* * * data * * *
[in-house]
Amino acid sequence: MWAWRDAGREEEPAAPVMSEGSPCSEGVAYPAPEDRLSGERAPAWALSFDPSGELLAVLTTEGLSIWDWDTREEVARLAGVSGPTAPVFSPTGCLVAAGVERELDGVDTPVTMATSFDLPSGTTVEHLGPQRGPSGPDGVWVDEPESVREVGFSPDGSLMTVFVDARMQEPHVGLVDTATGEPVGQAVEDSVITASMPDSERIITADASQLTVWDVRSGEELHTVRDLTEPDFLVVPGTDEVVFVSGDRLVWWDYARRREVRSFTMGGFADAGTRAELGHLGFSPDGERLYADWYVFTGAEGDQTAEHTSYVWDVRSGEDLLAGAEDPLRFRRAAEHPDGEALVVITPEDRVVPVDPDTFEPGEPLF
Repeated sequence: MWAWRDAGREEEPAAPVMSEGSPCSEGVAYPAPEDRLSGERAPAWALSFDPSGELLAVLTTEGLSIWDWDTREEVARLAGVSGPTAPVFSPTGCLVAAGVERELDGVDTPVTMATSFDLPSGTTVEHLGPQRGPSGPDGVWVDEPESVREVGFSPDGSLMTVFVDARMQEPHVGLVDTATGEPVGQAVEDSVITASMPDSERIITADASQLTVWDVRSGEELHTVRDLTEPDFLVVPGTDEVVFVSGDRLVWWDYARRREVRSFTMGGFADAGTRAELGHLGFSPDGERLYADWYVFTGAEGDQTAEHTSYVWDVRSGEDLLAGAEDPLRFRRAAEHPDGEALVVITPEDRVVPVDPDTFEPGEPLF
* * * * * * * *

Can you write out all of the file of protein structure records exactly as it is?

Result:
[in-house]
Amino acid sequence: MWAWRDAGREEEPAAPVMSEGSPCSEGVAYPAPEDRLSGERAPAWALSFDPSGELLAVLTTEGLSIWDWDTREEVARLAGVSGPTAPVFSPTGCLVAAGVERELDGVDTPVTMATSFDLPSGTTVEHLGPQRGPSGPDGVWVDEPESVREVGFSPDGSLMTVFVDARMQEPHVGLVDTATGEPVGQAVEDSVITASMPDSERIITADASQLTVWDVRSGEELHTVRDLTEPDFLVVPGTDEVVFVSGDRLVWWDYARRREVRSFTMGGFADAGTRAELGHLGFSPDGERLYADWYVFTGAEGDQTAEHTSYVWDVRSGEDLLAGAEDPLRFRRAAEHPDGEALVVITPEDRVVPVDPDTFEPGEPLF
Repeated sequence: MWAWRDAGREEEPAAPVMSEGSPCSEGVAYPAPEDRLSGERAPAWALSFDPSGELLAVLTTEGLSIWDWDTREEVARLAGVSGPTAPVFSPTGCLVAAGVERELDGVDTPVTMATSFDLPSGTTVEHLGPQRGPSGPDGVWVDEPESVREVGFSPDGSLMTVFVDARMQEPHVGLVDTATGEPVGQAVEDSVITASMPDSERIITADASQLTVWDVRSGEELHTVRDLTEPDFLVVPGTDEVVFVSGDRLVWWDYARRREVRSFTMGGFADAGTRAELGHLGFSPDGERLYADWYVFTGAEGDQTAEHTSYVWDVRSGEDLLAGAEDPLRFRRAAEHPDGEALVVITPEDRVVPVDPDTFEPGEPLF